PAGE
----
Is India ready to go cash-less?
Only 7% Indians over the age of 15 received their wages of government transfers into their bank accounts.
It has been nearly two years since Finance Minister Arun Jaitley first advocated moving India towards a more "cash-less" society. Baby-steps in this direction were taken but nothing came close to the hard-push Prime Minister Narendra Modi used on November 9 by cancelling 86% of total currency in circulation.
Infrastructure aimed towards financial inclusion is an important too for a digital revolution. As per World Bank data, India had slightly over 18 ATMs per one lakh adults in 2014 as against a world average of 43.97.
G20 Financial Inclusion Indicators data of World Bank show that only 7% Indians over the age of 15 received their wages of government transfers into their bank accounts.
PM Modi's efforts to open Jan Dhan Yojna bank accounts has met with success with over 25.5 crore accounts opened so far with Rs 45,636.61 crore deposited in them. Although, nearly a fifth of these accounts continue to hold zero sum.
On Tuesday, Government told the Supreme Court that nearly Rs 6 lakh crore has been deposited in banks since November 10. Withdrawals of over Rs 1 lakh crore have taken place while currency exchanges of over Rs 33,000 crore have been recorded.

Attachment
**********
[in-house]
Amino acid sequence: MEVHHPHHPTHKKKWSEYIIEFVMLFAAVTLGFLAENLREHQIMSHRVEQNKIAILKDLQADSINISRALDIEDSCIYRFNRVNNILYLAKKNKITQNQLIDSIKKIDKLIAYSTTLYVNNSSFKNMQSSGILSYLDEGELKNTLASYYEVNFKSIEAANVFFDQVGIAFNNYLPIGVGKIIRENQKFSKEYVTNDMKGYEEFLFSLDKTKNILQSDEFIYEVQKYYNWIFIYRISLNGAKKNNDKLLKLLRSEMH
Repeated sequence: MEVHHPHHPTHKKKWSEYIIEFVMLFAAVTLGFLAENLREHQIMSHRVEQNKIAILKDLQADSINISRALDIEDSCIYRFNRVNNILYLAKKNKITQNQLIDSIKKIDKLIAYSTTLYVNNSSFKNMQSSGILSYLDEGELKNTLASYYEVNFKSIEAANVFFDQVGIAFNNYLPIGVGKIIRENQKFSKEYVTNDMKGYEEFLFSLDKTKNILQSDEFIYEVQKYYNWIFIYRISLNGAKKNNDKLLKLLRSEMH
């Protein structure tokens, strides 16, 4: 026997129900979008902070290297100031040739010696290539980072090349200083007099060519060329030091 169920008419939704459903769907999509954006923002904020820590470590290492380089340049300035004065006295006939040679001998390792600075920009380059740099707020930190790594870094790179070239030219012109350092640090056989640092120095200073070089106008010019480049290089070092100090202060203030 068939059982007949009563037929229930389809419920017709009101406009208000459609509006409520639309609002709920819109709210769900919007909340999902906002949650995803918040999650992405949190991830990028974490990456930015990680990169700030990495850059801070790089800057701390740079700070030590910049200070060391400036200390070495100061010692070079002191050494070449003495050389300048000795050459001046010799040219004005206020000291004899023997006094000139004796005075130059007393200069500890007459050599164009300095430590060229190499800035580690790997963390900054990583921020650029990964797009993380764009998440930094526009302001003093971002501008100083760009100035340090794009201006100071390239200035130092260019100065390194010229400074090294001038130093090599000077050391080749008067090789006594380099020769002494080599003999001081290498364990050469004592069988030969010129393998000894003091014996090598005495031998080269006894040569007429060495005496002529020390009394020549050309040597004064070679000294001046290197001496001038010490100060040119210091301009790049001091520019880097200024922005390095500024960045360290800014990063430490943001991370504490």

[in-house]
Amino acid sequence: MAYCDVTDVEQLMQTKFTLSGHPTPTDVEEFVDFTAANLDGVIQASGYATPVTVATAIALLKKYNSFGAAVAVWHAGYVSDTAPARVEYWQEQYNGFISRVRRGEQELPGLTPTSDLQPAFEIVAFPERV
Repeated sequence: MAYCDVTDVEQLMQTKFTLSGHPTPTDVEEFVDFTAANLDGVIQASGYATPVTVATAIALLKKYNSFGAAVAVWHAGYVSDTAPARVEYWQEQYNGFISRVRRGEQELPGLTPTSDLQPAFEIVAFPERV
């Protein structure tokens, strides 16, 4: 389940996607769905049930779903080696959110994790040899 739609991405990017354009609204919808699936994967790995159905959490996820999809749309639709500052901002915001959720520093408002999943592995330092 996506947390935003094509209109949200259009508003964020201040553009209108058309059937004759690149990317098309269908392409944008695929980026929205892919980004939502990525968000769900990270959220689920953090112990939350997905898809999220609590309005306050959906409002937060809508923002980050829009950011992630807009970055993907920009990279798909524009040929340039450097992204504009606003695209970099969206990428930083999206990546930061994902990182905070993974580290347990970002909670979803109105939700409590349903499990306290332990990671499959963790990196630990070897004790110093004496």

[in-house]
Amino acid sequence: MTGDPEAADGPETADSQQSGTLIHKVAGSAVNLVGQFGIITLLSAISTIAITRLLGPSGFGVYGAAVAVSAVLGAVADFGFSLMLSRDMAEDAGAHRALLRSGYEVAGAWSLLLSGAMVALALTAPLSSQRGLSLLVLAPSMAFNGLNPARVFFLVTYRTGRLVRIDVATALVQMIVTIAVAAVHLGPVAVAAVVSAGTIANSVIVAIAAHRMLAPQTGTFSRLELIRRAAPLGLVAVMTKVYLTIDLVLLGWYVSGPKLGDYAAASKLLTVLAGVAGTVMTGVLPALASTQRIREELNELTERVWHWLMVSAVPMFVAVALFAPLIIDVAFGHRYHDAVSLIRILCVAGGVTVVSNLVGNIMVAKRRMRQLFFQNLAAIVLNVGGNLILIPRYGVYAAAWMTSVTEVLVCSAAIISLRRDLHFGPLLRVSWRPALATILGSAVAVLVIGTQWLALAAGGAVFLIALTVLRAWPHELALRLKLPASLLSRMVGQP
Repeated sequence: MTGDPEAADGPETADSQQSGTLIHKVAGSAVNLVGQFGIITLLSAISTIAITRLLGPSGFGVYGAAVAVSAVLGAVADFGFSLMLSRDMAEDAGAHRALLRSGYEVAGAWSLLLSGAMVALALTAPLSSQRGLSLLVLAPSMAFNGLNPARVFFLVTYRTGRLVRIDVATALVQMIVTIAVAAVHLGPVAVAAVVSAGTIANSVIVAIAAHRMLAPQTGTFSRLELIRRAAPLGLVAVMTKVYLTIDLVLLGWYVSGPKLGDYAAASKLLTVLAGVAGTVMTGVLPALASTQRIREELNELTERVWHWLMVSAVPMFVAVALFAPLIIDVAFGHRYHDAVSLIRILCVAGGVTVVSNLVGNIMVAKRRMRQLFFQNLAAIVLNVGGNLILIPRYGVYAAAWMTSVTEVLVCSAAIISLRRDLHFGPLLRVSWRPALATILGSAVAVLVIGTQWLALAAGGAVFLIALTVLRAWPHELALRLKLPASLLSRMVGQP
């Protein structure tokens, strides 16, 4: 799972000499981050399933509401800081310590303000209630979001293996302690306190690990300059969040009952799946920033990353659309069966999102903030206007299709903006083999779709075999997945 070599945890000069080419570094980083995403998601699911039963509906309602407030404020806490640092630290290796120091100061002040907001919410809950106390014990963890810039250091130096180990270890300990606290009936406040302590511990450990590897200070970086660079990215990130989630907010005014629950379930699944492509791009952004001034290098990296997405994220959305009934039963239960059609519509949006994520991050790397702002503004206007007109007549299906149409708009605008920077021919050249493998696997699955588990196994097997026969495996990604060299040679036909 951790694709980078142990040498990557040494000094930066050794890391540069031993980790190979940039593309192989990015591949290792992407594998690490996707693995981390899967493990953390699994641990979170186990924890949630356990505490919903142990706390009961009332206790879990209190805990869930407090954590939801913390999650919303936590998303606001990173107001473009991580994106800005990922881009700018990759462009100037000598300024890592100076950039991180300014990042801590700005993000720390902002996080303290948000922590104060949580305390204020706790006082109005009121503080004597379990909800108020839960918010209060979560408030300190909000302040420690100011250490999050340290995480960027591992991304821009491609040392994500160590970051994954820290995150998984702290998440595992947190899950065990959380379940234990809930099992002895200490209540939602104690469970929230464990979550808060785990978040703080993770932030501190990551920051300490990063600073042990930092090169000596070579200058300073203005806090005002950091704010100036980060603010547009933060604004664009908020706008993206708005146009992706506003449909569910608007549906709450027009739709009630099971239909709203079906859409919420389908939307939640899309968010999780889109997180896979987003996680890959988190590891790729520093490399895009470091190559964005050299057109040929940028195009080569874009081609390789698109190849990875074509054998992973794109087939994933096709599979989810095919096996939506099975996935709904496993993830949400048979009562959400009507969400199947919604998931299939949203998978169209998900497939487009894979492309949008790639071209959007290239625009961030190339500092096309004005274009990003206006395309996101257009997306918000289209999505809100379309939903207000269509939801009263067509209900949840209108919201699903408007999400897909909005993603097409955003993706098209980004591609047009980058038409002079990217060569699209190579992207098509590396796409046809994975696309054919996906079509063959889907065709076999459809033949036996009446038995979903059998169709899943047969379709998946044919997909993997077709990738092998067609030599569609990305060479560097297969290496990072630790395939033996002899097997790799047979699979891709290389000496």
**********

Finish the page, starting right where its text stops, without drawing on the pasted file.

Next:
Simply put, Government cancelled currency notes worth Rs 14 lakh crore and only nearly Rs 1.5 lakh crore has made it back in circulation in two weeks. This is also because of the restrictions put in place. PM Modi, on November 9, had announced that an individual can exchange their old currencies of Rs 500 and Rs 1000 notes up to Rs 4000. This was later relaxed to Rs 4500 only to be tightened soon after to Rs 2000.
Analysts expect citizens to withdraw more and more once these restrictions are eased out in the coming days and weeks. Archit Gupta, Founder & CEO ClearTax.com, said, "Even though close to 200 million accounts were opened as part of Jan Dhan Yojana scheme a significant number of these accounts have zero balances. Most of rural wages are paid in cash, resulting in a chain effect and leading to withdrawal of cash that must rotate in the economy. Several small businesses rely heavily on cash purchasing, so even though end consumers are willing to pay digitally, businesses are yet to fully adopt digital way of making & receiving payments".
Suresh Sadagopan, Founder, Ladder7 Financial Advisors, said, "Ours is still a cash economy. The ecosystem is evolving and has to develop fully. Many establishments do not want to come into the tax purview".
Moreover, the recent debit card fraud in the country which had affected 641 customers, had also affected the 'trust on plastic money'. Manish Shah, Co-Founder and CEO, BigDecisions.com, said, "There is a lack of trust in online payment platforms and that is due to the inherent nature of how Indians transact. As payment platforms get more unified and collaborate with a lot more services we will see a huge uptake on online payments".
"But, the cashless transactions will scale up quite rapidly going forward. In just a matter of say two years, we should see significant traction in the cashless commerce space. My guesstimate would be at least one third of all transactions will be cashless in just these two years," Sadagopan believed.